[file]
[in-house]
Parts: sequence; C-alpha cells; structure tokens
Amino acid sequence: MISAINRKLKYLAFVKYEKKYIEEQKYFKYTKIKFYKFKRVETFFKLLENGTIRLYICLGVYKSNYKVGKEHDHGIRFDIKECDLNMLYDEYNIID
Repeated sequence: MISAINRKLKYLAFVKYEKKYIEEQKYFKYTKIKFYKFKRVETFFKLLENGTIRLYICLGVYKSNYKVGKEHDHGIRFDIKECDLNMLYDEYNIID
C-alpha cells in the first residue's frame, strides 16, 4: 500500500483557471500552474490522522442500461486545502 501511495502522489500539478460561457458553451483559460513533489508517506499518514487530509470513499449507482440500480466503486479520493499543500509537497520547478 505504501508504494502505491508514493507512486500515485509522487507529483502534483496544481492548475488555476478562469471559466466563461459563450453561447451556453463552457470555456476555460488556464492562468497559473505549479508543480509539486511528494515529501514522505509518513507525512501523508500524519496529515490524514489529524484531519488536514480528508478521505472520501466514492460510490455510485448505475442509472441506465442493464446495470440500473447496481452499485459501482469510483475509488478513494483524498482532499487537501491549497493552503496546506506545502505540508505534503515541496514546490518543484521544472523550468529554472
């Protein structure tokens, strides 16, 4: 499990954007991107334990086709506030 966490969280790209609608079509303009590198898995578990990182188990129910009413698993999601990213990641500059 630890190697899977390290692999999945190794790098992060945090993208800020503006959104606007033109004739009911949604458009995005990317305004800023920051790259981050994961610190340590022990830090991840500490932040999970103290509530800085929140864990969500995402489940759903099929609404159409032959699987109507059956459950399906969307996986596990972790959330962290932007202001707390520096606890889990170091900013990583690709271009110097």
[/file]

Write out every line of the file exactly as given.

[in-house]
Parts: sequence; C-alpha cells; structure tokens
Amino acid sequence: MISAINRKLKYLAFVKYEKKYIEEQKYFKYTKIKFYKFKRVETFFKLLENGTIRLYICLGVYKSNYKVGKEHDHGIRFDIKECDLNMLYDEYNIID
Repeated sequence: MISAINRKLKYLAFVKYEKKYIEEQKYFKYTKIKFYKFKRVETFFKLLENGTIRLYICLGVYKSNYKVGKEHDHGIRFDIKECDLNMLYDEYNIID
C-alpha cells in the first residue's frame, strides 16, 4: 500500500483557471500552474490522522442500461486545502 501511495502522489500539478460561457458553451483559460513533489508517506499518514487530509470513499449507482440500480466503486479520493499543500509537497520547478 505504501508504494502505491508514493507512486500515485509522487507529483502534483496544481492548475488555476478562469471559466466563461459563450453561447451556453463552457470555456476555460488556464492562468497559473505549479508543480509539486511528494515529501514522505509518513507525512501523508500524519496529515490524514489529524484531519488536514480528508478521505472520501466514492460510490455510485448505475442509472441506465442493464446495470440500473447496481452499485459501482469510483475509488478513494483524498482532499487537501491549497493552503496546506506545502505540508505534503515541496514546490518543484521544472523550468529554472
């Protein structure tokens, strides 16, 4: 499990954007991107334990086709506030 966490969280790209609608079509303009590198898995578990990182188990129910009413698993999601990213990641500059 630890190697899977390290692999999945190794790098992060945090993208800020503006959104606007033109004739009911949604458009995005990317305004800023920051790259981050994961610190340590022990830090991840500490932040999970103290509530800085929140864990969500995402489940759903099929609404159409032959699987109507059956459950399906969307996986596990972790959330962290932007202001707390520096606890889990170091900013990583690709271009110097």